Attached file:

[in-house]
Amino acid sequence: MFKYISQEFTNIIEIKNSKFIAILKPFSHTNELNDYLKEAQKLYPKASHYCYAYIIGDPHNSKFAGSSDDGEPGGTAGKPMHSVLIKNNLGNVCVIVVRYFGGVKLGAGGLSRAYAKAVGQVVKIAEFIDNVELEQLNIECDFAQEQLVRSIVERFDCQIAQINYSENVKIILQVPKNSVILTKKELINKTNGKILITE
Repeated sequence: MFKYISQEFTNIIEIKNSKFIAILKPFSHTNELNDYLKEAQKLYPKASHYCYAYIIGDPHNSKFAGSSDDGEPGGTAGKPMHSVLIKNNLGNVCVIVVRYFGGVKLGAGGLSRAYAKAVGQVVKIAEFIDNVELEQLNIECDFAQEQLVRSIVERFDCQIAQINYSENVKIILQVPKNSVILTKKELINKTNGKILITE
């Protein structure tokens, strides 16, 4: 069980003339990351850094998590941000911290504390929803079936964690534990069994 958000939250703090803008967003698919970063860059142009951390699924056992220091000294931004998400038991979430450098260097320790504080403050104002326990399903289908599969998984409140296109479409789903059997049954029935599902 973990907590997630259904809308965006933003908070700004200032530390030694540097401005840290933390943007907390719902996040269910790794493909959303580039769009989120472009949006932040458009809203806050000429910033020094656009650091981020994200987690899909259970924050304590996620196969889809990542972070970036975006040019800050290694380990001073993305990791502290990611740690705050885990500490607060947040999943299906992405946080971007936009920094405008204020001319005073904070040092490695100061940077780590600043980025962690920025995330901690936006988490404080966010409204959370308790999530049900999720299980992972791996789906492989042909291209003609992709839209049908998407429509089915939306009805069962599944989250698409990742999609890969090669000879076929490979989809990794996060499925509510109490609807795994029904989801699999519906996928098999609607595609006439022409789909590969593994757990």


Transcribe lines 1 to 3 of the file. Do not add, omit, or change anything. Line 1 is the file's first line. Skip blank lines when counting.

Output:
[in-house]
Amino acid sequence: MFKYISQEFTNIIEIKNSKFIAILKPFSHTNELNDYLKEAQKLYPKASHYCYAYIIGDPHNSKFAGSSDDGEPGGTAGKPMHSVLIKNNLGNVCVIVVRYFGGVKLGAGGLSRAYAKAVGQVVKIAEFIDNVELEQLNIECDFAQEQLVRSIVERFDCQIAQINYSENVKIILQVPKNSVILTKKELINKTNGKILITE
Repeated sequence: MFKYISQEFTNIIEIKNSKFIAILKPFSHTNELNDYLKEAQKLYPKASHYCYAYIIGDPHNSKFAGSSDDGEPGGTAGKPMHSVLIKNNLGNVCVIVVRYFGGVKLGAGGLSRAYAKAVGQVVKIAEFIDNVELEQLNIECDFAQEQLVRSIVERFDCQIAQINYSENVKIILQVPKNSVILTKKELINKTNGKILITE